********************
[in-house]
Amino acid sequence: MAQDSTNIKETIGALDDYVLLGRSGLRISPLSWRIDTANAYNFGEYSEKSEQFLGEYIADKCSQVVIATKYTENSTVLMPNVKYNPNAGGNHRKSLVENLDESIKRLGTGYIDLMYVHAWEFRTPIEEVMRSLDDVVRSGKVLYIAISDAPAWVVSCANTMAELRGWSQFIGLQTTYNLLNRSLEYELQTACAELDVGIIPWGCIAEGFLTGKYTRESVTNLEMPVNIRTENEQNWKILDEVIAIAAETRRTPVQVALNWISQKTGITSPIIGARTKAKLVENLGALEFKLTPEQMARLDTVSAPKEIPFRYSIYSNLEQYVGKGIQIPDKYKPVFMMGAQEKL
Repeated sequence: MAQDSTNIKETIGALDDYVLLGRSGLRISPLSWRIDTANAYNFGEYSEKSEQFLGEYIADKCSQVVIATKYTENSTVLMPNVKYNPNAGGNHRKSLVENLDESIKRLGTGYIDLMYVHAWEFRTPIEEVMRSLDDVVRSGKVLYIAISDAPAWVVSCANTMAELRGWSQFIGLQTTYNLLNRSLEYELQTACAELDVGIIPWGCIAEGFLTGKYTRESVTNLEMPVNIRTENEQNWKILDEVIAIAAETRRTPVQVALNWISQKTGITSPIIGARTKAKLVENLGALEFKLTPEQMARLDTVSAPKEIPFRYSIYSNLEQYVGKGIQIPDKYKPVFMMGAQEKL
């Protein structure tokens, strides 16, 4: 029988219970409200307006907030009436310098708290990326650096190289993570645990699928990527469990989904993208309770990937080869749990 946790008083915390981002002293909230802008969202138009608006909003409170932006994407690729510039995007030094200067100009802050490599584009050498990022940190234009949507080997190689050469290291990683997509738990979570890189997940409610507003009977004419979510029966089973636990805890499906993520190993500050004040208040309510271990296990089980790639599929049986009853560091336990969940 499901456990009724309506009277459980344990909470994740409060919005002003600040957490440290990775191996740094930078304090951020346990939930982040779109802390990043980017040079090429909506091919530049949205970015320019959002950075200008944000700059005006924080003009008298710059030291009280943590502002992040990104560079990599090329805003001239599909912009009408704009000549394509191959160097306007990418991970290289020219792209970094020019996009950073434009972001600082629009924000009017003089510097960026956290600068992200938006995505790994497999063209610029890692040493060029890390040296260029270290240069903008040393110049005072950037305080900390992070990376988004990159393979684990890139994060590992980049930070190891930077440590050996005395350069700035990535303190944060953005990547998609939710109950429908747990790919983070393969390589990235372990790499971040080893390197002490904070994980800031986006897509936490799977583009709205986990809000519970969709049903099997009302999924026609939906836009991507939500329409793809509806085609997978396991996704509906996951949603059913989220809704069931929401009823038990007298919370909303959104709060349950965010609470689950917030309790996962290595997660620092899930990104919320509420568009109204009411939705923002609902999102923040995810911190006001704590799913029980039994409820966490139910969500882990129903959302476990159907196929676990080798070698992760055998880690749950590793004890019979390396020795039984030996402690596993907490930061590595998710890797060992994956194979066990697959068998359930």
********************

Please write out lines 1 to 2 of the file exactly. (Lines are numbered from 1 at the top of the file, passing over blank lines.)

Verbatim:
[in-house]
Amino acid sequence: MAQDSTNIKETIGALDDYVLLGRSGLRISPLSWRIDTANAYNFGEYSEKSEQFLGEYIADKCSQVVIATKYTENSTVLMPNVKYNPNAGGNHRKSLVENLDESIKRLGTGYIDLMYVHAWEFRTPIEEVMRSLDDVVRSGKVLYIAISDAPAWVVSCANTMAELRGWSQFIGLQTTYNLLNRSLEYELQTACAELDVGIIPWGCIAEGFLTGKYTRESVTNLEMPVNIRTENEQNWKILDEVIAIAAETRRTPVQVALNWISQKTGITSPIIGARTKAKLVENLGALEFKLTPEQMARLDTVSAPKEIPFRYSIYSNLEQYVGKGIQIPDKYKPVFMMGAQEKL